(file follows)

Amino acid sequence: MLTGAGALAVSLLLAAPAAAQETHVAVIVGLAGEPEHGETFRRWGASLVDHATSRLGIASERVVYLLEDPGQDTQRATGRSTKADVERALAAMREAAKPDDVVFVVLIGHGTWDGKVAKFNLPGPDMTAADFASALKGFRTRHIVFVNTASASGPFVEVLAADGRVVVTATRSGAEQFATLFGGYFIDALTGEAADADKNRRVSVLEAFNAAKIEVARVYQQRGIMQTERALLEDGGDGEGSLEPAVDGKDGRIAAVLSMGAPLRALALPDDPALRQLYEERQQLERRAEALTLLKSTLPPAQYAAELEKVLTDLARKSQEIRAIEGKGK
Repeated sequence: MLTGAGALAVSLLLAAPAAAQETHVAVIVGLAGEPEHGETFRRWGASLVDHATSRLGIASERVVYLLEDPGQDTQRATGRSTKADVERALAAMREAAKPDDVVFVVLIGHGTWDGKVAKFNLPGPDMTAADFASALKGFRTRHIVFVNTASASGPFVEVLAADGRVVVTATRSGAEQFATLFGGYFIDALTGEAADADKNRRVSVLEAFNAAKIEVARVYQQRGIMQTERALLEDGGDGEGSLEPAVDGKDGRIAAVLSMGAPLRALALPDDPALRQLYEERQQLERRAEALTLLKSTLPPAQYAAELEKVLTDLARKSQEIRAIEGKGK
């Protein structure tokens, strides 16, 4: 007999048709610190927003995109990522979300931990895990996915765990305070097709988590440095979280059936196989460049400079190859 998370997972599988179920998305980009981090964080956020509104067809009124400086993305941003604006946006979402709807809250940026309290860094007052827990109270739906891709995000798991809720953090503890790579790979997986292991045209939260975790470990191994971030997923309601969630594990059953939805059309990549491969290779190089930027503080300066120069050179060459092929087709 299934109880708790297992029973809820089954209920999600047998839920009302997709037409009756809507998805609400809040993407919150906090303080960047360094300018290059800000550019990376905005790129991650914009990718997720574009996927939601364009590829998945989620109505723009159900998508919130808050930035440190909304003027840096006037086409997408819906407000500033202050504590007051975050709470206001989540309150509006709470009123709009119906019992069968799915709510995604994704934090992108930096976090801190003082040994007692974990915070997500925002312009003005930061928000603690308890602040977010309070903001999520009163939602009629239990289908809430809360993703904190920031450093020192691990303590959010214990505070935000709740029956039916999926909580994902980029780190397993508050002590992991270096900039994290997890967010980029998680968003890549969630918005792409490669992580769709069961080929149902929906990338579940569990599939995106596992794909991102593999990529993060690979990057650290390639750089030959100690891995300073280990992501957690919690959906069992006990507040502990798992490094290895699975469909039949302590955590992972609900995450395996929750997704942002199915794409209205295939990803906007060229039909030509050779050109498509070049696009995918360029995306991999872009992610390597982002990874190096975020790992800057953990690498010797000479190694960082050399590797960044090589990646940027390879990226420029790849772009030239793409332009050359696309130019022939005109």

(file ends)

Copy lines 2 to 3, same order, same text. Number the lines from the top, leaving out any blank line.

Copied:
Repeated sequence: MLTGAGALAVSLLLAAPAAAQETHVAVIVGLAGEPEHGETFRRWGASLVDHATSRLGIASERVVYLLEDPGQDTQRATGRSTKADVERALAAMREAAKPDDVVFVVLIGHGTWDGKVAKFNLPGPDMTAADFASALKGFRTRHIVFVNTASASGPFVEVLAADGRVVVTATRSGAEQFATLFGGYFIDALTGEAADADKNRRVSVLEAFNAAKIEVARVYQQRGIMQTERALLEDGGDGEGSLEPAVDGKDGRIAAVLSMGAPLRALALPDDPALRQLYEERQQLERRAEALTLLKSTLPPAQYAAELEKVLTDLARKSQEIRAIEGKGK
């Protein structure tokens, strides 16, 4: 007999048709610190927003995109990522979300931990895990996915765990305070097709988590440095979280059936196989460049400079190859 998370997972599988179920998305980009981090964080956020509104067809009124400086993305941003604006946006979402709807809250940026309290860094007052827990109270739906891709995000798991809720953090503890790579790979997986292991045209939260975790470990191994971030997923309601969630594990059953939805059309990549491969290779190089930027503080300066120069050179060459092929087709 299934109880708790297992029973809820089954209920999600047998839920009302997709037409009756809507998805609400809040993407919150906090303080960047360094300018290059800000550019990376905005790129991650914009990718997720574009996927939601364009590829998945989620109505723009159900998508919130808050930035440190909304003027840096006037086409997408819906407000500033202050504590007051975050709470206001989540309150509006709470009123709009119906019992069968799915709510995604994704934090992108930096976090801190003082040994007692974990915070997500925002312009003005930061928000603690308890602040977010309070903001999520009163939602009629239990289908809430809360993703904190920031450093020192691990303590959010214990505070935000709740029956039916999926909580994902980029780190397993508050002590992991270096900039994290997890967010980029998680968003890549969630918005792409490669992580769709069961080929149902929906990338579940569990599939995106596992794909991102593999990529993060690979990057650290390639750089030959100690891995300073280990992501957690919690959906069992006990507040502990798992490094290895699975469909039949302590955590992972609900995450395996929750997704942002199915794409209205295939990803906007060229039909030509050779050109498509070049696009995918360029995306991999872009992610390597982002990874190096975020790992800057953990690498010797000479190694960082050399590797960044090589990646940027390879990226420029790849772009030239793409332009050359696309130019022939005109």